W3C home > Mailing lists > Public > public-identity@w3.org > December 2011

Re: JSON Description Language

From: Ron Garret <ron@flownet.com>
Date: Tue, 6 Dec 2011 00:08:01 -0800
Cc: "public-identity@w3.org" <public-identity@w3.org>
Message-Id: <86D7A091-9CB6-47BA-A5EA-5B12B13CBFE5@flownet.com>
To: Anders Rundgren <anders.rundgren@telia.com>

On Dec 5, 2011, at 7:48 PM, Anders Rundgren wrote:

> On 2011-12-06 04:31, Ron Garret wrote:
>> On Dec 5, 2011, at 6:51 PM, Anders Rundgren wrote:
>>> The following is related to DOMCrypt and similar...
>>> http://tools.ietf.org/html/rfc4627
>> It is?  What does JSON have to do with DOMCrypt?
>>> Having a strong background in XML schema authoring I'm slightly
>>> puzzled by the enthusiasm of using "secure" objects that (seem) to
>>> have no notion of explicit (built-in) name-spaces or a description
>>> language.
>> I'm puzzled in what sense you think that JSON is "secure".  The only 
>> security claim made for JSON that I know of is that it can be safely
>> parsed by the Javascript eval() function.
>> Can you please clarify why you think this is relevant to this group?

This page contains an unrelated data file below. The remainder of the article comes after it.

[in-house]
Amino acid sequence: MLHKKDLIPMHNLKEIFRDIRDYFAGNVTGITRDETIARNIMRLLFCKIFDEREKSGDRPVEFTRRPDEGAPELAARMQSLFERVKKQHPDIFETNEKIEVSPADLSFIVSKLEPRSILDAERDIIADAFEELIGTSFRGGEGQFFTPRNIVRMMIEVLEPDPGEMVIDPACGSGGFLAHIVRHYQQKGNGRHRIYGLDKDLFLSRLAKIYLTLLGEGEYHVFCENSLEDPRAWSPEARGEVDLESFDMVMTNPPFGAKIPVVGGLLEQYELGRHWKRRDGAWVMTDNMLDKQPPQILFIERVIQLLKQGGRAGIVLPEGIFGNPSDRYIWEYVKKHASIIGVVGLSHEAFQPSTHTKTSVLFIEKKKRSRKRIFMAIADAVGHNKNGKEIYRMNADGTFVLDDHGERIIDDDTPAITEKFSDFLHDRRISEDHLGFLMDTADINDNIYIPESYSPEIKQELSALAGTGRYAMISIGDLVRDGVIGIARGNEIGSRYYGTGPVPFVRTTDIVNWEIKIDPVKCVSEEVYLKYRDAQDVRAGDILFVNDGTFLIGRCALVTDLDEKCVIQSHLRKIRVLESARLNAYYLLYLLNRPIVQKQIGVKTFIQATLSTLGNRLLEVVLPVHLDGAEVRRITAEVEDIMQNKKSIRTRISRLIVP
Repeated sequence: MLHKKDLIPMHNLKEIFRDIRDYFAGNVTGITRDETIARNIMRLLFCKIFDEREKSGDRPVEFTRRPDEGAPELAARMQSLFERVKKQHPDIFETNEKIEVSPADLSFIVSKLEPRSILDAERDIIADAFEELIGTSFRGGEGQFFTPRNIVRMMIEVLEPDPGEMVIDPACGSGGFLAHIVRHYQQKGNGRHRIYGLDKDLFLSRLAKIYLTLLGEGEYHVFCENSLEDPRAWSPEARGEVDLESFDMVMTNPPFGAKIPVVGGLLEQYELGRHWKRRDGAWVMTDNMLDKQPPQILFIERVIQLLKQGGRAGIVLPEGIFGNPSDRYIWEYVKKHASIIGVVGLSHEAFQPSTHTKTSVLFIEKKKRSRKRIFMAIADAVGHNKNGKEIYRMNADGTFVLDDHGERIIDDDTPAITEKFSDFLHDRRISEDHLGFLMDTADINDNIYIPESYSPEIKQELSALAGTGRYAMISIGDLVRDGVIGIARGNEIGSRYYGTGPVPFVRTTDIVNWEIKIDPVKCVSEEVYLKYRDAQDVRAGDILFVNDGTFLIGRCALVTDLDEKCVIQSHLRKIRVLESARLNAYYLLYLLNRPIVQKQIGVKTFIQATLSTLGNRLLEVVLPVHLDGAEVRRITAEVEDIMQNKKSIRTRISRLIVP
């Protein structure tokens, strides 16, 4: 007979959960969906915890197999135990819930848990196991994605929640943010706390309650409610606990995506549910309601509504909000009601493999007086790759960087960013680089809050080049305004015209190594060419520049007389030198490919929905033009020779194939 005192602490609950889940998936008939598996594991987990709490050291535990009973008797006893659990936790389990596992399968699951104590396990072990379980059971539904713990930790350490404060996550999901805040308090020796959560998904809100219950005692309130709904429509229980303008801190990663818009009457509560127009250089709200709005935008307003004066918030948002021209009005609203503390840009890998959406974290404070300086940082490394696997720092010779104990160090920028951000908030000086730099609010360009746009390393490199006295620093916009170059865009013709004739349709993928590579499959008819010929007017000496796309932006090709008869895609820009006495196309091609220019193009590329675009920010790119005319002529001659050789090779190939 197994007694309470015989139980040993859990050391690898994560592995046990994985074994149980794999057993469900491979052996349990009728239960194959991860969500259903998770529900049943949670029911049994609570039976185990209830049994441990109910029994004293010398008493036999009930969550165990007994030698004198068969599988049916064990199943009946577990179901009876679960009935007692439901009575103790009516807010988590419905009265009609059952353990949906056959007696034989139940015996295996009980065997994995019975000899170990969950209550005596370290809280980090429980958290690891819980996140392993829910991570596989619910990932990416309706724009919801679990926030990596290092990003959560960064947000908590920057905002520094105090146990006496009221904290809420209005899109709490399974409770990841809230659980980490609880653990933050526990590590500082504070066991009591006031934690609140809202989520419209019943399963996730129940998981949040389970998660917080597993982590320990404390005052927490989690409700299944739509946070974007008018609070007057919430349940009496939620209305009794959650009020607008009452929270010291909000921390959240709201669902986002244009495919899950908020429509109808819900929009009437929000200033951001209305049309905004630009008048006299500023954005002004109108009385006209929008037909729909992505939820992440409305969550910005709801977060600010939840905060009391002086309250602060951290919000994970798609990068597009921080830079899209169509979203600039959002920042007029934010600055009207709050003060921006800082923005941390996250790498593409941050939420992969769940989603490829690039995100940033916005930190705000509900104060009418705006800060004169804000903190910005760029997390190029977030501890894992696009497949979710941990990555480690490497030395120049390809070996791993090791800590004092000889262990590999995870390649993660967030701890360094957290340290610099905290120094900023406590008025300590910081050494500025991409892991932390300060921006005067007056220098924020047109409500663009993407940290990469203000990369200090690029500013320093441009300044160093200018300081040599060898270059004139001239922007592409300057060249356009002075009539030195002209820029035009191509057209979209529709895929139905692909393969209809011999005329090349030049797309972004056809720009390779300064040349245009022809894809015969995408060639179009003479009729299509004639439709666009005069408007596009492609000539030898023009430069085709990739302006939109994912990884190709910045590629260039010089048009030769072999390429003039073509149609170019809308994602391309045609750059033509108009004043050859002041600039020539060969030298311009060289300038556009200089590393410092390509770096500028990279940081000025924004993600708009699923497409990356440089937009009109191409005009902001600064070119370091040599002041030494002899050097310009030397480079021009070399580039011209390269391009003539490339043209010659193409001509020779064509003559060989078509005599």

> DOMCrypt parses and generates JSON-formatted objects, right?

I don't know.  This page:


claims to be the latest version of the DOMCrypt spec, but it makes no mention of JSON.  This page:


says "Latest Developments - JSON data persistence for a user's default encryption credentials" but I can't find any more details.

> I suggested that such objects should have a unique name (space).  It costs
> virtually nothing and would open the door to better language bindings
> and simplified validation.
> This need is by no means limited to "security objects" but writing security
> protocols without such mechanisms doesn't IMHO completely feel like 2011.

I'm still confused.  JSON is just a serialization/deserialization standard for numbers, strings, vectors, and associative maps (a.k.a. dictionaries).  What would it even mean for there to be a "namespace" for such a thing?

Received on Tuesday, 6 December 2011 08:08:38 UTC

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